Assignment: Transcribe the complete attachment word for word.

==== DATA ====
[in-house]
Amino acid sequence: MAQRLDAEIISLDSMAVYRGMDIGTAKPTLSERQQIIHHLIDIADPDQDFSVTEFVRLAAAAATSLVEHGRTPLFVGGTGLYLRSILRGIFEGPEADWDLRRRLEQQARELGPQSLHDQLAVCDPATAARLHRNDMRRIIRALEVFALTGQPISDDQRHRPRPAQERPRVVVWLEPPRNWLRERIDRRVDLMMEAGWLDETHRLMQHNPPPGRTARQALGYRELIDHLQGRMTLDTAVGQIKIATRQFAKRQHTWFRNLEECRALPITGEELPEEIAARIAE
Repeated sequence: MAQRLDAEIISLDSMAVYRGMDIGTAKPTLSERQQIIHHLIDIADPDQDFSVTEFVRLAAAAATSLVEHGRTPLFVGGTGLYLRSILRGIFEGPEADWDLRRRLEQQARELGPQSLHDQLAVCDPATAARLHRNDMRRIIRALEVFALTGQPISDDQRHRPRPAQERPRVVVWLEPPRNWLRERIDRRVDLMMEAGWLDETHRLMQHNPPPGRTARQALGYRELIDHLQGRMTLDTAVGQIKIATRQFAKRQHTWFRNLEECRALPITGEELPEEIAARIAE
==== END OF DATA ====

[in-house]
Amino acid sequence: MAQRLDAEIISLDSMAVYRGMDIGTAKPTLSERQQIIHHLIDIADPDQDFSVTEFVRLAAAAATSLVEHGRTPLFVGGTGLYLRSILRGIFEGPEADWDLRRRLEQQARELGPQSLHDQLAVCDPATAARLHRNDMRRIIRALEVFALTGQPISDDQRHRPRPAQERPRVVVWLEPPRNWLRERIDRRVDLMMEAGWLDETHRLMQHNPPPGRTARQALGYRELIDHLQGRMTLDTAVGQIKIATRQFAKRQHTWFRNLEECRALPITGEELPEEIAARIAE
Repeated sequence: MAQRLDAEIISLDSMAVYRGMDIGTAKPTLSERQQIIHHLIDIADPDQDFSVTEFVRLAAAAATSLVEHGRTPLFVGGTGLYLRSILRGIFEGPEADWDLRRRLEQQARELGPQSLHDQLAVCDPATAARLHRNDMRRIIRALEVFALTGQPISDDQRHRPRPAQERPRVVVWLEPPRNWLRERIDRRVDLMMEAGWLDETHRLMQHNPPPGRTARQALGYRELIDHLQGRMTLDTAVGQIKIATRQFAKRQHTWFRNLEECRALPITGEELPEEIAARIAE